Imagine this: Youre charged with a crime. The crime is Driving While License Suspended (DWLS). You get a court date. You have a Judge assigned. A prosecutor assigned. And then, somehow, all of the court dates, prosecutors, and judges are avoided. Is this possible? Yes. It's called the clerk's option.
Florida Statutes, 318.14(10)(a), allows a driver to elect to enter a plea of nolo contendere and provide proof of a reinstated license to the clerk of court when charged with DWLS, in cases where the license has been suspended for failure to appear, failure to pay a civil penalty, or failure to attend a driver improvement course. In this case, upon electing this so-called Clerks Option, adjudication is to be withheld. However, exercising a Clerks Option requires fast action, as the clerk must be presented with a reinstated license before ever going to a first court date.
By enacting this clerks option statute, the legislature recognized that leniency was appropriate for certain types of DWLS charges. The clerks option on a DWLS requires a person to reinstate his or her driver's license with the clerk prior to the court appearance date indicated on the citation or notice to appear. Furthermore, Traffic Rule 6.360(b) authorizes the clerk to allow a person up to 60 additional days to reinstate the license (beware, clerks often do not comply with this rule--not with any malice, usually just ignorance of the rule). If a defendant still needs additional time to comply, a judge or traffic hearing officer may extend the time for compliance. Fla. R. Traf. Ct. 6.360(b); 6.040(a). See Raulerson v. State, 763 So.2d 291.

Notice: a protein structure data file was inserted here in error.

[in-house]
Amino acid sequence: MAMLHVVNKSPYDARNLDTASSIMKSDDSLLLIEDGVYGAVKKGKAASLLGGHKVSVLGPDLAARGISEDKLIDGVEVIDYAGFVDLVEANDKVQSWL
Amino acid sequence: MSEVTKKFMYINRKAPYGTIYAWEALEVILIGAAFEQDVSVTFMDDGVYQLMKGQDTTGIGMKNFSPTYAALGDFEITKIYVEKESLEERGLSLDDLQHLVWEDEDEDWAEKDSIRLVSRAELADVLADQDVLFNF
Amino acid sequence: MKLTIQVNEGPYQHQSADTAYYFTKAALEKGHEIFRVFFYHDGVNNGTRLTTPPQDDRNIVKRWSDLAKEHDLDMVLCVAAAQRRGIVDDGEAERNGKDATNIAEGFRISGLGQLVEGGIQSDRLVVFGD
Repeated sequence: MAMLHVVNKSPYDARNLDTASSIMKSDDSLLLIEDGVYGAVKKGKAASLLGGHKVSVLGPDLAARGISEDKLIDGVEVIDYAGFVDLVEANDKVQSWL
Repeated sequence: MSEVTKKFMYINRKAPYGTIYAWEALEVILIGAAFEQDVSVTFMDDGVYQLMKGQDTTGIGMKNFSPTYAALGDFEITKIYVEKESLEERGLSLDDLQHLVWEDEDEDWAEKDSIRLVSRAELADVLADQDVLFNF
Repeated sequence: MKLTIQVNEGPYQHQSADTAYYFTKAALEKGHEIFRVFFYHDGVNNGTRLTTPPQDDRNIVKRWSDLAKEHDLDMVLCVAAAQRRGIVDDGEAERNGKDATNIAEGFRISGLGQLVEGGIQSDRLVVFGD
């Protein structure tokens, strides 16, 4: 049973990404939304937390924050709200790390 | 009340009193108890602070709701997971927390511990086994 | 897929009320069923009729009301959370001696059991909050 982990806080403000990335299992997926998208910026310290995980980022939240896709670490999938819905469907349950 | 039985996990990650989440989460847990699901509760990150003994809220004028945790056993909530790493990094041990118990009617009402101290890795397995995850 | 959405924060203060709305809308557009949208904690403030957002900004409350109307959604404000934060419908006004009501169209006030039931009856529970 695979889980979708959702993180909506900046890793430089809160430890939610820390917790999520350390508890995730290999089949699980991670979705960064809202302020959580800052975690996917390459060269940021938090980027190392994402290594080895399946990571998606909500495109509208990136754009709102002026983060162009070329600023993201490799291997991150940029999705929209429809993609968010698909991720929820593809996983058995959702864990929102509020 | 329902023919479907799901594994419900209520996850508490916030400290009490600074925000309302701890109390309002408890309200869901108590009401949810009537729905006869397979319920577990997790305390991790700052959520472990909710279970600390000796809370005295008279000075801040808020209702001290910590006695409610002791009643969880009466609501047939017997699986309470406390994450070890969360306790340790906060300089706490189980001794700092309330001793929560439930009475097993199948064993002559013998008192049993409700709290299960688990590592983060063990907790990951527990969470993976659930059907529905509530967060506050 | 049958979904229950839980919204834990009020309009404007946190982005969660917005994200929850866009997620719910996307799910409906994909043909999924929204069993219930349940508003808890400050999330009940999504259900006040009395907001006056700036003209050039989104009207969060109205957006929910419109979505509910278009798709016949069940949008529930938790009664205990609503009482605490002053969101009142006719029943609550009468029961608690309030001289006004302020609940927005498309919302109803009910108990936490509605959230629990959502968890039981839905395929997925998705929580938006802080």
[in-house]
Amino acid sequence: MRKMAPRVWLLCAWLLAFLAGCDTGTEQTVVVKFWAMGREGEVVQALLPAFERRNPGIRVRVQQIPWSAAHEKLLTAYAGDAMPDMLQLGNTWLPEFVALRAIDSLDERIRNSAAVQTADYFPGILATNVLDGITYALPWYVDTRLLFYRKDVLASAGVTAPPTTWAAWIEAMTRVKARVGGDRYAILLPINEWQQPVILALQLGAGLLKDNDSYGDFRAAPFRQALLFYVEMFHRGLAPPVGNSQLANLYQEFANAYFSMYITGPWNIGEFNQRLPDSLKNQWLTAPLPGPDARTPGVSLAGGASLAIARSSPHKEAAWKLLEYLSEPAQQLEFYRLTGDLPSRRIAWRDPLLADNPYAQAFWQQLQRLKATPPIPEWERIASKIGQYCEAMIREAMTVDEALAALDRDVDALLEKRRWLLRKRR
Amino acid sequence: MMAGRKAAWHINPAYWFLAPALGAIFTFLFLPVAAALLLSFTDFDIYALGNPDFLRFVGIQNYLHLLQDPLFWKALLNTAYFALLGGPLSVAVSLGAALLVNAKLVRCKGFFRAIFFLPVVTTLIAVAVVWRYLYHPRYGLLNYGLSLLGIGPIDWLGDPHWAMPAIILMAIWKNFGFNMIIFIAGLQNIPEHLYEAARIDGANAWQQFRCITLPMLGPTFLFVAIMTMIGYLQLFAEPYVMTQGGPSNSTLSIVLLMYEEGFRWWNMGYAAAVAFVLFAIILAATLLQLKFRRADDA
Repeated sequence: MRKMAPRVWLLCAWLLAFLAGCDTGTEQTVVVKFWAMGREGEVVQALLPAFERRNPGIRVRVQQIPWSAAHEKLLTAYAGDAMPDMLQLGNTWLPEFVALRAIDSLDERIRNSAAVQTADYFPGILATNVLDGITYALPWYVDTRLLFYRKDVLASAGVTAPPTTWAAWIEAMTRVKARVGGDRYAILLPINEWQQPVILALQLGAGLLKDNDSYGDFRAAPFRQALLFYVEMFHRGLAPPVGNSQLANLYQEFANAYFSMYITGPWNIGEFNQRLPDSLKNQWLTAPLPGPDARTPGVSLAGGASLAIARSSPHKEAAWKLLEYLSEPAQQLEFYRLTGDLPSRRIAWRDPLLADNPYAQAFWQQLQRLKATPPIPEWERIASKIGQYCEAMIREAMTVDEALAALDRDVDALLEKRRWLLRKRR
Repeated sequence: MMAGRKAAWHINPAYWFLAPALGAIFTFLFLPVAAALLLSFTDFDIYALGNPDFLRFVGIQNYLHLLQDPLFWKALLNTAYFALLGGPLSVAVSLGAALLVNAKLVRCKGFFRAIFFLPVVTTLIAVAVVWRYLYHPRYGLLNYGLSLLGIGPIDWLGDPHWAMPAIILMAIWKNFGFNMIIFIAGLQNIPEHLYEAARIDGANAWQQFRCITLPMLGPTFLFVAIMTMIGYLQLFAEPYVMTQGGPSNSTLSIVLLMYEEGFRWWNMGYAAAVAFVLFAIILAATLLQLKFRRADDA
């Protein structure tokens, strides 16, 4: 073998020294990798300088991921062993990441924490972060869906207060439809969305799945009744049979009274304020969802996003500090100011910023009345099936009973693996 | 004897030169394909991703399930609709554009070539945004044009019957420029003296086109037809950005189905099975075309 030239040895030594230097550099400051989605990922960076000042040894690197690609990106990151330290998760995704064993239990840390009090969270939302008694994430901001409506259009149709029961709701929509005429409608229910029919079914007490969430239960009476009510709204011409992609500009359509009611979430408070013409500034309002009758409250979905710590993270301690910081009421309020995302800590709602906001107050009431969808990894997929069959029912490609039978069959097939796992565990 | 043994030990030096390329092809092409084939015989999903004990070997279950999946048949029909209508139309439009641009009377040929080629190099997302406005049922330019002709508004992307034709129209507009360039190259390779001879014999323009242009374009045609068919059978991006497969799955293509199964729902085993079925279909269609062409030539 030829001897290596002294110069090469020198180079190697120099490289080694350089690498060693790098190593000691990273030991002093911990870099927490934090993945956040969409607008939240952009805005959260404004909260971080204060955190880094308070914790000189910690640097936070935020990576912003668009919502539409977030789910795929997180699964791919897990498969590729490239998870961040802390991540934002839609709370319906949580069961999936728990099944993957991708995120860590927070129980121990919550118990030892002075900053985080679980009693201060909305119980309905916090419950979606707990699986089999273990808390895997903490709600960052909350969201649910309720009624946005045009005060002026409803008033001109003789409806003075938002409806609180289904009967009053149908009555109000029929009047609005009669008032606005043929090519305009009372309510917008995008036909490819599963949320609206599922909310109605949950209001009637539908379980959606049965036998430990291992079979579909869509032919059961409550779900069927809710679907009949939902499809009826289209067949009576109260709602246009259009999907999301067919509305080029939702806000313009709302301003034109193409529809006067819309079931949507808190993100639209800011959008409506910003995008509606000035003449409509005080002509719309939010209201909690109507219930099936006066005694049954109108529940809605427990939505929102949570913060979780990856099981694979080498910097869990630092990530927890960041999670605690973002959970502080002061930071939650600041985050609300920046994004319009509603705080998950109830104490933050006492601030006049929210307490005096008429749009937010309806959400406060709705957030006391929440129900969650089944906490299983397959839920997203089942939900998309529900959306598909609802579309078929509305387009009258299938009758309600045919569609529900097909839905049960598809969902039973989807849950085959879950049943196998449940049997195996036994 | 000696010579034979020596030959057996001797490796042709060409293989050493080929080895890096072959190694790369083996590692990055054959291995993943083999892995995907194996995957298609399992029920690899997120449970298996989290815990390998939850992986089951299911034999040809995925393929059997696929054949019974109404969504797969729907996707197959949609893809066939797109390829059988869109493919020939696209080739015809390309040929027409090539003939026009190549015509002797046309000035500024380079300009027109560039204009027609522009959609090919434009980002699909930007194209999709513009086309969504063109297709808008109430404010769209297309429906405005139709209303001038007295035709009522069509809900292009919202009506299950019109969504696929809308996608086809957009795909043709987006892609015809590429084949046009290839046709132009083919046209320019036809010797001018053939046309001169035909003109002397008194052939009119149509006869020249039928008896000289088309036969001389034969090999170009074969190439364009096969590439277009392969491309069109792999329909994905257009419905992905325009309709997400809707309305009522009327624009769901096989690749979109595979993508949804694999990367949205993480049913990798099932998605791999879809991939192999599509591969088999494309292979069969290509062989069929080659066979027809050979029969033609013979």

Adding further beauty to this Clerks Option is the fact that the Withhold of Adjudication received as a result of this election will not count towards the imposition of a five year Habitual Traffic Offender (HTO) suspension. Typically, a withhold on a criminal DWLS case counts towards the three strikes of an HTO suspension, but not a withhold under the clerks option outlined above.
I've printed out, as best I can, what the clerk's option looks like to a driver exercising such an option. Every clerk of court is different, but here's the Seminole County version:
IN THE COUNTY COURT, IN AND FOR SEMINOLE COUNTY, FLORIDA
NAME: STEVE JONES CITATION NO: 1234-XYZ
ADDRESS: 425 N. ORANGE AVE., CASE NO. 2013-MM-1234
STATE OF FLORIDA
COUNTY OF SEMINOLE
The undersigned does hereby swear or affirm, subject to the penalty of perjury and possible contempt of court, that as of this date I do not hold a commercial driver’s license; and, I have not elected, within the preceding twelve (12) months or more than three (3) times in my life, as set out in 318.14(10)(a), Florida Statutes, to have adjudication withheld by the Clerk. Further, I am entering a plea of nolo contendere and providing proof of compliance to the Clerk consisting of:
____ a) Valid, renewed or reinstated driver’s license; or
____ b) Registration certificate; or
____ c) Proper proof of Personal Injury Protection Insurance as required by 316.646 Florida Statutes.
Sworn before me this _____ day of _______________________, 2013.
CLERK OF THE COURT
Electing the clerks option is tricky, and often times the clerk of court has little knowledge of how to treat such cases. A common response may be You can't pay this ticket, its criminal, please go to court, we clerk's only resolve civil citations. Well, dont believe it. Give criminal defense attorney John Guidry a call so that all of your options may be reviewed. Go ahead, the call is free.